Hey, who’s up for another homebuyer tax credit?
posted at 10:55 am on June 25, 2010 by Ed Morrissey
The popular definition of insanity is doing the same thing over and over again and expecting a different result. After the Cash for Clunkers program failed to do anything more than steal sales from the future and two successive homebuyer tax credits had the same effect while burning up billions of taxpayer dollars, what would the truly insane suggest as a response? Oh, let’s not always see the same hands (via King Banaian):
Cristian de Ritis, a director at Moody’s Economy.com, told SNL that the consensus estimate was for a pace of 420,000, with Moody’s Economy.com projecting a rate of 425,000. He expected the tax credit to pique buyer interest in a manner that would carry over for months following the credit’s expiration.
“In effect, I think what we’ve done is pull ahead a lot of sales,” de Ritis said. “And we’re just realizing now that we’ve pulled ahead many more of the sales than we had anticipated.”
Still, the number is so bad that it makes a decent case for an extension and retuning of the tax credit, de Ritis said.
Michael Widner, an analyst with Stifel Nicolaus & Co., told SNL that the tax credit did nothing to help housing fundamentals and only pulled demand forward. In a June 22 report, Widner predicted the new-home sales rate would hit 295,000 in May, just 5,000 units off the actual pace.
“The tax credits just add noise. The tax credits don’t create more households, they don’t create more people, they don’t create more families,” Widner said. “They just give people incentives to buy houses sooner rather than later. And at the end of the day, there’s no substitute [for fundamentals]. It’s a long, slow trudge through 10 years of overbuilding.” …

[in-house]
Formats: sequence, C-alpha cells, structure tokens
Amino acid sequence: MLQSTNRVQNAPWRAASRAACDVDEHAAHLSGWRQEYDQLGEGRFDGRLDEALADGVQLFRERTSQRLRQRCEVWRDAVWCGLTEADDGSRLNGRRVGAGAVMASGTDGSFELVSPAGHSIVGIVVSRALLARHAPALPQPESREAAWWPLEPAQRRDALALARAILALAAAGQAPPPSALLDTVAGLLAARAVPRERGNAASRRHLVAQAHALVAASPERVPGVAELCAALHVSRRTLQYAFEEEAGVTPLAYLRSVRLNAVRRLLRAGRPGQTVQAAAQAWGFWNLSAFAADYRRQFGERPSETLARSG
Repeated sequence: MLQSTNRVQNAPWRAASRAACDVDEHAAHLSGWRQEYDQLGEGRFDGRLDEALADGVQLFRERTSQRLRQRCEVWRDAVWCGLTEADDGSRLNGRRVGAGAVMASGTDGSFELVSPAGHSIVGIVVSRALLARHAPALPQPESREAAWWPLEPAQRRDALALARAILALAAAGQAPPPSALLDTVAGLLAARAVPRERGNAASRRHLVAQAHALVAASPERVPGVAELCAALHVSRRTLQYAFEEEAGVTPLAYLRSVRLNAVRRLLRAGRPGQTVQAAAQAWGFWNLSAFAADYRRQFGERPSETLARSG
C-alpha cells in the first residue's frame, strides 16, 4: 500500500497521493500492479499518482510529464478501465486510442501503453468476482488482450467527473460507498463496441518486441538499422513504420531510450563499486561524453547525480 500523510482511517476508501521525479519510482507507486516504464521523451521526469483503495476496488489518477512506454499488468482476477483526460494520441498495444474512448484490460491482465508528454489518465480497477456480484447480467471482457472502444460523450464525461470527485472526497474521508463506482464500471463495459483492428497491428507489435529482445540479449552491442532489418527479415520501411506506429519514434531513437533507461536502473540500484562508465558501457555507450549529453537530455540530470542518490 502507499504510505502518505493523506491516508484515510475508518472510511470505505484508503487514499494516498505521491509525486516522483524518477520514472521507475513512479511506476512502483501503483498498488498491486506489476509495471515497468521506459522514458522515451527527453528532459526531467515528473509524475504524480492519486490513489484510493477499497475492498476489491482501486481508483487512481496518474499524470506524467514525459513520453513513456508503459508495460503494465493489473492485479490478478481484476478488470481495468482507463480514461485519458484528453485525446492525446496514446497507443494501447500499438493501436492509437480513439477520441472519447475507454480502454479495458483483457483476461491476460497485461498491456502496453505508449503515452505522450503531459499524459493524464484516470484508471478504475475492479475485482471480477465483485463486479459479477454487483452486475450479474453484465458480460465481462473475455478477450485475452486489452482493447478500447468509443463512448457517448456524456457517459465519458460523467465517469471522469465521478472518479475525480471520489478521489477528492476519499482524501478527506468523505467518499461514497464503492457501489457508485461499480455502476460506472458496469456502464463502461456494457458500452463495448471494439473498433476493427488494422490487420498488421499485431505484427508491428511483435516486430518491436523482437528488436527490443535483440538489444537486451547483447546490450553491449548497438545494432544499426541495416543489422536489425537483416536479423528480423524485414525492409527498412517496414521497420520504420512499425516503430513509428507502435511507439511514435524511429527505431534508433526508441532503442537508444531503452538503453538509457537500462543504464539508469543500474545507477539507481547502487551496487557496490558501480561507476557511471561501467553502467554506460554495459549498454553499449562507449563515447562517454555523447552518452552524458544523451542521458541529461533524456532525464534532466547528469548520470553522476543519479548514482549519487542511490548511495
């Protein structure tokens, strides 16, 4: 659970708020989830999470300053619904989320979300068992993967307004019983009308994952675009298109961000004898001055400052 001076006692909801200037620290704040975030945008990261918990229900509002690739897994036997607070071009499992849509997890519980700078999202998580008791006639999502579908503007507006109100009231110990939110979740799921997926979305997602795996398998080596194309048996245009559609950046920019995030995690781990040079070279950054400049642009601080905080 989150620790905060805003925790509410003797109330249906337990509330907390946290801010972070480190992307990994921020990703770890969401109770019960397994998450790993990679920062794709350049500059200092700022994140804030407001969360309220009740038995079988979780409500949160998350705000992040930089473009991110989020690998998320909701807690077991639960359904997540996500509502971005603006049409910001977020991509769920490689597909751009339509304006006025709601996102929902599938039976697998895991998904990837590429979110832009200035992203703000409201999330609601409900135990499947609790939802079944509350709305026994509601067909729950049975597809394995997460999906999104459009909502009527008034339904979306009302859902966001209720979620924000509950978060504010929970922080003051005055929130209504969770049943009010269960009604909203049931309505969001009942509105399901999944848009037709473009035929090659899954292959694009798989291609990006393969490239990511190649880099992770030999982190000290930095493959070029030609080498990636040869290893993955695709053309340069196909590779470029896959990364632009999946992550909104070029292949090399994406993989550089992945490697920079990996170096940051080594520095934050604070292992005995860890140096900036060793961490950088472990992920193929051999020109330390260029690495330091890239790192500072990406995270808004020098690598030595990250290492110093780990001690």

Even though he is not in favor of another tax credit, Widner said May’s exceptionally low number means plenty of industry insiders will push for one.
Of course they will. Democrats in Congress, who are somehow married to the concept that government intervention creates growth despite all of the evidence of the last two years to the contrary, will almost certainly demand yet another homebuyer tax credit to steal future sales that will replace the present-day sales they stole in the past. All they need are several billion dollars in taxpayer monies, and their dream can come true.
Don’t believe me? This is the same group of people who offered a second tax credit after seeing the results of the first, as this Bloomberg chart shows for both:
There is a more Machiavellian motive at play here, too. If Congress pushes a tax credit now that expires at the end of the year, housing sales will drop again just as the new Congress comes into session. Assuming Democrats lose control of the House, they can then blame the next crash on the GOP. The only problem with that scenario is that economic growth may not create any more qualified homebuyers, who appear to have bought mostly in November and the rest this spring, where the the sales curve failed to meet the previous spike. There may not be enough left in the tank in this economy to spur any more sales at all.
We don’t need another homebuyer tax credit. We need to get capital back into the market and regenerating growth in order to get people employed and in position to buy houses. That is the epicenter of the housing markets’ woes.